A while back, sandwich chain Jimmy John’s came under some pretty heavy scrutiny for forcing its employees to sign non-compete agreements as a condition of their employment. Agreements such as these aren’t all that uncommon in the American economy these days, but what made Jimmy John’s case different was the fact that they were not employing what we’d call skilled workers. Instead, they were simple sandwich makers.
Why would Jimmy John’s want low-wage sandwich makers banned from seeking employment with a competitor? Simply put, so they can stop them from seeking raises or getting other offers — to cut down on labor and retainment costs. This rubbed a lot of people the wrong way and led to some significant backlash. As a result, legislators nationwide went to work trying to ban non-compete agreements.
That work is ongoing, though public attention has shifted to other matters. Recently, however, there have been some new, surprising developments. Workers and people advocating for the ban of non-compete agreements now have a powerful new ally in the fight: President Barack Obama and the White House.
Now in the final days of his presidency, Obama has publicly announced support for banning non-compete agreements, which the White House claims hurts worker mobility for low-wage workers.
A non-compete agreement ban?
According to a report from NBC News, the Obama administration’s goals in seeking a non-compete ban are to make the labor market more competitive and grow wages. The ban is only a suggestion, there are no executive orders or legislation planned, and is more of a call of attention to the issue.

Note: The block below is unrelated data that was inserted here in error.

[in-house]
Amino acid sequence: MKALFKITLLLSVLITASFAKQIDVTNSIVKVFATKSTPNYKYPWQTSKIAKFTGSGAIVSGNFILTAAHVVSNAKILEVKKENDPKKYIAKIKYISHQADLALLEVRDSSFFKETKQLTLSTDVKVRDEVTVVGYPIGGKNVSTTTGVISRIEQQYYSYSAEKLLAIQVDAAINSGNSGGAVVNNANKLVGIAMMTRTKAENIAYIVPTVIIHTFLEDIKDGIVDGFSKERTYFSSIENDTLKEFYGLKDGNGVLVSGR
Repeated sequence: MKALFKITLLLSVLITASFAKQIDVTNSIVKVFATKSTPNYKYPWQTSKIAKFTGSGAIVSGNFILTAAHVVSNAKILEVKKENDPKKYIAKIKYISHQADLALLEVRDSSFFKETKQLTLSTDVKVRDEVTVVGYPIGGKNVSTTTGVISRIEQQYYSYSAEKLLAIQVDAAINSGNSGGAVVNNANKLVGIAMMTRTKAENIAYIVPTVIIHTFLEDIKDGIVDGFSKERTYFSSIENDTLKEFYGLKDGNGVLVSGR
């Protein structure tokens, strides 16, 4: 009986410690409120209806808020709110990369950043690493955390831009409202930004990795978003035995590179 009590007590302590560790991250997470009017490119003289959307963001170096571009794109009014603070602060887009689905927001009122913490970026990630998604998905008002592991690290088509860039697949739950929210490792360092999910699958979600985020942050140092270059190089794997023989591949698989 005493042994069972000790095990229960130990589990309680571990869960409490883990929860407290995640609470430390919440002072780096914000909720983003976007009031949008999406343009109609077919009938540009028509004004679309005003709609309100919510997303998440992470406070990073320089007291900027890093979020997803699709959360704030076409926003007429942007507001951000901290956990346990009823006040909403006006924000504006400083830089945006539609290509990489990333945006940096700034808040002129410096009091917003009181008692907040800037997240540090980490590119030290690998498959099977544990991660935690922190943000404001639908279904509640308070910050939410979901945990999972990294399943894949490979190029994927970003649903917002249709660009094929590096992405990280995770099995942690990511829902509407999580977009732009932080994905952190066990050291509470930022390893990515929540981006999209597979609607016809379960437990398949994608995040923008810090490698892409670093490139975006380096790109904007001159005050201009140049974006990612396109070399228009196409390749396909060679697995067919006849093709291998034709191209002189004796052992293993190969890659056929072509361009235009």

Some of the problems created by these agreements are that workers are legally barred from seeking jobs if they’re laid off, or pushed out of their jobs for some other reason. It also makes it hard for workers to seek raises or promotions by soliciting better offers, which runs counter to the “free market” ideals many Americans champion.
“(Workers) can’t reach their true potential without freedom to negotiate for a higher wage with a new company, or to find another job after they’ve been laid off,” Vice President Joe Biden said.
If such a ban were to actually materialize, it would more than likely come at the state level. Businesses in certain industries use non-competes for different reasons, and in some cases, those reasons are valid. For example, Apple would want an employee to sign one if an employee was working on an experimental new technology. It would be disastrous for that employee to jump ship over to Google or Microsoft, taking valuable knowledge with them.
But when it comes to a company like Jimmy John’s? That argument doesn’t really hold up.
The pros and cons
The White House and many workers’ rights groups think this is an effort and policy worth pursuing. But it begs the question of whether banning non-compete agreements is actually a good idea. If Obama were to issue an executive order doing away with them, that would be a fairly big overreach. Instead, he’s trying to use his influence to sway opinion. What can that tell us?
Likely, it’s not necessarily a good idea in all cases. When it comes to a company like Jimmy John’s? Forcing low-wage, low-skilled workers into contractual traps probably isn’t good for the overall economy. But there are legitimate reasons for doing so in other industries.
Those who disagree with a ban will say that if applicants don’t like the policy, they can go work someplace else. That’s true, but the problem is that many of these workers don’t realize what they’re getting themselves into. That’s the crux of it all.
The Obama administration has made its view clear on this issue. The next administration may not see it the same way. The good news for workers’ rights activists fighting these types of contractual “gotchas” in low-wage, low-skill work environments? Policymakers are taking notice, and though they’re not issuing executive orders or anything like that, they’re voicing concern.